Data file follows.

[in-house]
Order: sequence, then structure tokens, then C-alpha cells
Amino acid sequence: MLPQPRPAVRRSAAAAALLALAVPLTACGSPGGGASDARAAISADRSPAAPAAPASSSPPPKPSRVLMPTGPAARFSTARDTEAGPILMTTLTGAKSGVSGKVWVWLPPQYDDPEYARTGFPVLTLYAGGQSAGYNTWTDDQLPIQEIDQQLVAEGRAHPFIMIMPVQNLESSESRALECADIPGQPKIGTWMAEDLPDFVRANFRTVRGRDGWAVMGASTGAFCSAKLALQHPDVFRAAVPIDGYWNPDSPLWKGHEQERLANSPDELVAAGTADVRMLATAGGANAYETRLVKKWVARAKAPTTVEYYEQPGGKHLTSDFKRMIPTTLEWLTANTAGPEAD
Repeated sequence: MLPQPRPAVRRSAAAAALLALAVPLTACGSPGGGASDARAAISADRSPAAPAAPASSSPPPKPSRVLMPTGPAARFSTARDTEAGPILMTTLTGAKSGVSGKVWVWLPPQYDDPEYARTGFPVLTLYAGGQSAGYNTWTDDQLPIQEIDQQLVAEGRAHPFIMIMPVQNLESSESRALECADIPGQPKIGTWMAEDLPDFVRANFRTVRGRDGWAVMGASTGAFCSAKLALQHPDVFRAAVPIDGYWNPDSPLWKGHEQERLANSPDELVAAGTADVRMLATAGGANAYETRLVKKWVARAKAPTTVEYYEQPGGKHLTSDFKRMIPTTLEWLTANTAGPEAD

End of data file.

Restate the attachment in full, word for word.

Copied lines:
[in-house]
Order: sequence, then structure tokens, then C-alpha cells
Amino acid sequence: MLPQPRPAVRRSAAAAALLALAVPLTACGSPGGGASDARAAISADRSPAAPAAPASSSPPPKPSRVLMPTGPAARFSTARDTEAGPILMTTLTGAKSGVSGKVWVWLPPQYDDPEYARTGFPVLTLYAGGQSAGYNTWTDDQLPIQEIDQQLVAEGRAHPFIMIMPVQNLESSESRALECADIPGQPKIGTWMAEDLPDFVRANFRTVRGRDGWAVMGASTGAFCSAKLALQHPDVFRAAVPIDGYWNPDSPLWKGHEQERLANSPDELVAAGTADVRMLATAGGANAYETRLVKKWVARAKAPTTVEYYEQPGGKHLTSDFKRMIPTTLEWLTANTAGPEAD
Repeated sequence: MLPQPRPAVRRSAAAAALLALAVPLTACGSPGGGASDARAAISADRSPAAPAAPASSSPPPKPSRVLMPTGPAARFSTARDTEAGPILMTTLTGAKSGVSGKVWVWLPPQYDDPEYARTGFPVLTLYAGGQSAGYNTWTDDQLPIQEIDQQLVAEGRAHPFIMIMPVQNLESSESRALECADIPGQPKIGTWMAEDLPDFVRANFRTVRGRDGWAVMGASTGAFCSAKLALQHPDVFRAAVPIDGYWNPDSPLWKGHEQERLANSPDELVAAGTADVRMLATAGGANAYETRLVKKWVARAKAPTTVEYYEQPGGKHLTSDFKRMIPTTLEWLTANTAGPEAD